I am not ignoring any examples. I simply pointed out that your post was full of sweeping generalizations and over reaching angry comments about all parents being slackers and all childfree people having to pick up our slack. It was incredibly hostile and overboard. There were no specific examples there. There were no “this has been my experience at one place of business” caveat.

    Where is your acknowledgment that you were making assumptions about my husband and I working with contagious diseases? Where is your acknowledgment that parents, especially mothers, experience serious discrimination all the time?

    Seriously, I am applying for residency as a doctor in a few years. I am wondering whether to even mention my children in my applications or on interviews. Do you really think your childless issues even compare to this kind of situation? How many jobs do you think you would have to hide your childless status to get? Telling a residency program you are staunchly against having children is exactly what they want to hear. I have heard time and again how much less productive mothers who are doctors are seen as (even though many argue we make “better”, more empathetic doctors, and our”lack of productivity” is simply due to spending more time with each patient.)

    In every interview for medical school, I had to defend being a mother. I had to defend how I was going to juggle my time. I guarantee not one childless applicant had to defend their time management skills. My time management has seriously improved as a mother. Will I make sweeping generalizations that we parents are better at it that the childless? No, because that would make me a big hypocrite right now.

    I never said anger on the part of the childless is out of line. I said sweeping hypocritical hostility about having to pick up our slack is out of line. I said calling children assholes based on the behavior of a few outliers is out of line. I said assuming your parents and their generation had some sort of parenting secret that has been lost by stupid parents of my generation and that you and your siblings and your peers were angels and current children are devils is blatantly ridiculous.

  6. Oh dear. It seems you’ve changed my words to fit your argument.

    What I said was “Most of my friends have related to me that they were raised quite similarly.” You conveniently twisted that around to “your siblings and your peers were angels…” “Peers” is certainly a much broader term than “most of my friends.”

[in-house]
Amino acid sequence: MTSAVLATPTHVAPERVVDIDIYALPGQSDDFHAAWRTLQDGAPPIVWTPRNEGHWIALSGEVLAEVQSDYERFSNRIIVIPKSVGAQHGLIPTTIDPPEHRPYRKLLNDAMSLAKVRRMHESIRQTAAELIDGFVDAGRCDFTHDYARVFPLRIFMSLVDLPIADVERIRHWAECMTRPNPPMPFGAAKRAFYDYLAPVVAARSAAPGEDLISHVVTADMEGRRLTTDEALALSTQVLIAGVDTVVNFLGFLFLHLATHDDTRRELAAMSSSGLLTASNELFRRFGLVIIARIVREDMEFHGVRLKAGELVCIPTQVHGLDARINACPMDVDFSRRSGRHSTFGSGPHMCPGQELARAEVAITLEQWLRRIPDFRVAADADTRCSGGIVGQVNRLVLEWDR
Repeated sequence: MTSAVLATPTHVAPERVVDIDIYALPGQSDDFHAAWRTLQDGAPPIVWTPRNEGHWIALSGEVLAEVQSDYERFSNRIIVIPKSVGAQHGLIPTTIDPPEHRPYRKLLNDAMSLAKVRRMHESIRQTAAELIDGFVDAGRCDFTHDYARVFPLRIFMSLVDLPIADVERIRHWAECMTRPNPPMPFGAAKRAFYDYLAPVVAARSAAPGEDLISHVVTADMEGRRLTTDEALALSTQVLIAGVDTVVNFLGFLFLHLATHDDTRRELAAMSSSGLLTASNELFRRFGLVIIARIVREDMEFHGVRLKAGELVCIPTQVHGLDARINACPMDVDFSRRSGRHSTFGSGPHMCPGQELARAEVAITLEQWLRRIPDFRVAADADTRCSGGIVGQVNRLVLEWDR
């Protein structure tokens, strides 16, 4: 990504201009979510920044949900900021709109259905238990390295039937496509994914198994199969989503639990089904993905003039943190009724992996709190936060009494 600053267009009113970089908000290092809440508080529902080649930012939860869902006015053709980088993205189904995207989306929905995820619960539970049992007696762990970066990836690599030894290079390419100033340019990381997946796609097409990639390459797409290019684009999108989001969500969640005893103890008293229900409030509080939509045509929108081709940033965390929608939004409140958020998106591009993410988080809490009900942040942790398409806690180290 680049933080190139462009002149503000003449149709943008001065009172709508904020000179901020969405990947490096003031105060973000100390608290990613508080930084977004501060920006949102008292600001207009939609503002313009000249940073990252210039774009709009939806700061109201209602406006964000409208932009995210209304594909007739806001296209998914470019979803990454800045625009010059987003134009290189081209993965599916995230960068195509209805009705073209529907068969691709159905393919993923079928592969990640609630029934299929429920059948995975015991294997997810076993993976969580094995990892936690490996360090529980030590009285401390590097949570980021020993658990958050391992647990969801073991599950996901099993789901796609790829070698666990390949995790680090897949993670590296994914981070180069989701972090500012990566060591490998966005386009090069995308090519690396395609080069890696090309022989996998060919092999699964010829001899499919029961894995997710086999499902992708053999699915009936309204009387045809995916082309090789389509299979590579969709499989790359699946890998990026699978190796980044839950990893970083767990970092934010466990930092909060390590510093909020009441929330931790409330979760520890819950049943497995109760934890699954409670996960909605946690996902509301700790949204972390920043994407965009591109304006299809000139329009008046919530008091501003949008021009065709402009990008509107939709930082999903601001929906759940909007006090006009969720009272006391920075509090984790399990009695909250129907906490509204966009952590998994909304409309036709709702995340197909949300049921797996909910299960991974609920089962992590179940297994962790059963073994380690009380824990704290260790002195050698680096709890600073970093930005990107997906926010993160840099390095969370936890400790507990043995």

Of course, you completely misrepresented my “sweeping hypocritical hostility” and what you perceived to be “full of sweeping generalizations and over reaching angry comments about all parents being slackers…” in my OP, too. What I said was “If you expect us to work every holiday for you so you can spend it with your kids…” Clearly, (at least to someone with moderate reading comprehension skills) if YOU are not one of those people, then I wasn’t referring to YOU.

    I have no idea why someone would mention his or her parental status in a job interview or on an application. If memory serves, my current employer knew I didn’t have kids before she even scheduled my interview (small town, small network of people in my chosen profession). However, in past positions, I was never asked and I never volunteered the information. Ditto marital status. And ditto just about any other aspect of my personal life. But that’s just me.

  7. MomTFH

    Look, I think it was pretty obvious “you” referred to employed parents as a whole. Ditto on the other sweeping generalizations that you seemed to detest coming from others. If “you” know you won’t change your mind about having kids, why does it upset “you” when people say that? See how stupid that sounds? I just think someone who seems so concerned about others understanding her frustrations and avoiding sweeping stereotypes and judgments should extend the same consideration to others and scrutiny of her own tone and word choice. You also said your generation quite specifically, so I am not changing anything.

    It’s been interesting communicating with you, thanks. I am done with this useless bickering.

  8. Hi–I just stumbled across your blog from somewhere (???) and have been completely fascinated by this discussion…I went to the other blog and tried to read her rant, but ran out of interest before I got to the end.